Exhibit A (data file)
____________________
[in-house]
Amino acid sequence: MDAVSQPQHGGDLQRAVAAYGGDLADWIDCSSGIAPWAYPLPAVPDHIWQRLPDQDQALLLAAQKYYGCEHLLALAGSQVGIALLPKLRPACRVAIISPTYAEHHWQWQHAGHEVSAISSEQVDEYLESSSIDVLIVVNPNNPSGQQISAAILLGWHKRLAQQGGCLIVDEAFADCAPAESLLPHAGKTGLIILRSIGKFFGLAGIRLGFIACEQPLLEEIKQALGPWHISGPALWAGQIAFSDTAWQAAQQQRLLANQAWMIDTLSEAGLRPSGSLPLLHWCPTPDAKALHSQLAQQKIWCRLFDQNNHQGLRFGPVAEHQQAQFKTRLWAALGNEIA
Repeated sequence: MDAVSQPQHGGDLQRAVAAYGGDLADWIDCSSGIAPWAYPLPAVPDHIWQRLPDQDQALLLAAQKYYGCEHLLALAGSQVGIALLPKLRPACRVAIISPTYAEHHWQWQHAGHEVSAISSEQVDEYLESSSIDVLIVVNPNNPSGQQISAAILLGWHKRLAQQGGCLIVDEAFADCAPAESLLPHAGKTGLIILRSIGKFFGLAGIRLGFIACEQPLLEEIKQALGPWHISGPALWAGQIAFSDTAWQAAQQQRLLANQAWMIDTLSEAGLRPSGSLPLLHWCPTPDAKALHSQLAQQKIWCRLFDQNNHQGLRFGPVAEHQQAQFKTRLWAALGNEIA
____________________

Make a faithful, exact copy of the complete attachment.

[in-house]
Amino acid sequence: MDAVSQPQHGGDLQRAVAAYGGDLADWIDCSSGIAPWAYPLPAVPDHIWQRLPDQDQALLLAAQKYYGCEHLLALAGSQVGIALLPKLRPACRVAIISPTYAEHHWQWQHAGHEVSAISSEQVDEYLESSSIDVLIVVNPNNPSGQQISAAILLGWHKRLAQQGGCLIVDEAFADCAPAESLLPHAGKTGLIILRSIGKFFGLAGIRLGFIACEQPLLEEIKQALGPWHISGPALWAGQIAFSDTAWQAAQQQRLLANQAWMIDTLSEAGLRPSGSLPLLHWCPTPDAKALHSQLAQQKIWCRLFDQNNHQGLRFGPVAEHQQAQFKTRLWAALGNEIA
Repeated sequence: MDAVSQPQHGGDLQRAVAAYGGDLADWIDCSSGIAPWAYPLPAVPDHIWQRLPDQDQALLLAAQKYYGCEHLLALAGSQVGIALLPKLRPACRVAIISPTYAEHHWQWQHAGHEVSAISSEQVDEYLESSSIDVLIVVNPNNPSGQQISAAILLGWHKRLAQQGGCLIVDEAFADCAPAESLLPHAGKTGLIILRSIGKFFGLAGIRLGFIACEQPLLEEIKQALGPWHISGPALWAGQIAFSDTAWQAAQQQRLLANQAWMIDTLSEAGLRPSGSLPLLHWCPTPDAKALHSQLAQQKIWCRLFDQNNHQGLRFGPVAEHQQAQFKTRLWAALGNEIA